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Spouse super contributions

If your partner has taken time off work, whether to raise children, study or for another reason, it’s likely their super balance is not growing as much as it could be. But the good news is you can help grow their retirement nest egg by making what’s known as spouse super contributions. Below we'll take a look at what spouse contributions are and how to know if you're eligible to make them.

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Key takeaways:

  • Spouse super contributions are a way to keep your partner’s super balance growing if they are out of work or working reduced hours.
  • You can make contributions to your spouse’s super if they are under the age of 67 or up to 74 if they meet the work test.
  • Making spouse super contributions could also give you a tax offset if your spouse earns below $40,000 per year.

What are spouse superannuation contributions?

Spouse super contributions are payments you make into your partner’s super account. It’s a clever way to keep their retirement nest egg growing while they are either out of work or working reduced hours.

By definition, a spouse refers to someone you are legally married to or in a de facto relationship with.

Why should I make spouse super contributions and what are the benefits?

Both you and your partner could benefit from you making super contributions into their account. Along with boosting your partner’s super balance, making spouse super contributions could also reduce your own tax bill by giving you a tax offset.

If your partner earns less than $40,000 a year and you make after-tax contributions to their super account, you may be eligible to claim a tax offset of up to $540. The table below gives a breakdown of how the tax offset works.

Effective date Total income of recipient spouse Tax offset1 available to contributing spouse
Up to 30 June 2017 $0 - $10,800 Up to $540
$10,800 - $13,800 Between $540 - $02
$13,800 + Nil
From 1 July 2017 $0 - $37,000 Up to $540
$37,000 - $40,000 Between $540 - $02
$40,000 + Nil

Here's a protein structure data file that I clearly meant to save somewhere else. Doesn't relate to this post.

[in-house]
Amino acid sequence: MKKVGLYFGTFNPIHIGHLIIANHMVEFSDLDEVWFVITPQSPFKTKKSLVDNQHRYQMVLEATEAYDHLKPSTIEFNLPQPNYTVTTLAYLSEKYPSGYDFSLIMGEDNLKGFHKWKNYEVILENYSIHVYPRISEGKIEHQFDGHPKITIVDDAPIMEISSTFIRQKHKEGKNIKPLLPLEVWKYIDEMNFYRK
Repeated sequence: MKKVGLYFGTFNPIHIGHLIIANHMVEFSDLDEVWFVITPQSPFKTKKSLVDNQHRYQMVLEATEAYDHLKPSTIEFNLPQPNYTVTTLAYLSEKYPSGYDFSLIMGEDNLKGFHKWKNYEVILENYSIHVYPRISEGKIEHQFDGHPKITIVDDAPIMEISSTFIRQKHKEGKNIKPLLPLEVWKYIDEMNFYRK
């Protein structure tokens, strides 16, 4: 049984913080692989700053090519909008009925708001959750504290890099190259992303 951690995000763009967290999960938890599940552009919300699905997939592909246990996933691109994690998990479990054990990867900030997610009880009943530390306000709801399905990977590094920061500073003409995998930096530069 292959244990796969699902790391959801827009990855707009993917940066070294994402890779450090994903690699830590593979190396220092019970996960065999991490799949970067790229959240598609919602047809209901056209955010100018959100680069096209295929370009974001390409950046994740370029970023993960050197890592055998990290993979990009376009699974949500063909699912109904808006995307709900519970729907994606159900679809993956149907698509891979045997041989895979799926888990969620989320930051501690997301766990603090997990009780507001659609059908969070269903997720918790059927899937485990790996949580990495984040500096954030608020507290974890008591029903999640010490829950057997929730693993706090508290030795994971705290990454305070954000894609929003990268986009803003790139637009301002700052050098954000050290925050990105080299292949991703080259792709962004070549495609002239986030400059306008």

Am I eligible to make spouse super contributions?

There are a few things you should keep in mind before making spouse super contributions, including:

  • Your spouse must be under the age of 67. If they are aged 67-74, they must meet the work test or work test exemption
  • You and your spouse must both live in Australia
  • Your contribution must be from after-tax dollars
  • You and your spouse must not live separately on a permanent basis

It’s also worth considering that you won’t be eligible to claim the tax offset if your spouse has exceeded their non-concessional contributions cap for the financial year, or if their super balance is $1.7 million (for the 2021-22 financial year) or more on 30 June of the previous financial year in which the contribution was made.3 View the ATO's website for more information.

How can I make a spouse super contribution?

Making spouse super contributions is fairly simple. Every super fund will have a different process, so the best place to start is by contacting your spouse’s fund to find out how it accepts spouse super contributions.

If you and your partner are both Sunsuper members, it’s easy to make and receive spouse contributions. Simply make a BPAY payment online on our website using the correct Biller Code and your Sunsuper member account number, or complete and download the Spouse Contribution Form.

If you or your partner are not Sunsuper members, you can both easily join online in just a few minutes.



1 Tax offset applies to a maximum contribution of $3,000 p.a.

2 Tax offset proportionally decreases, cutting out when the spouse earns the higher threshold amount.

3 ATO, Super-related measures, April 2021


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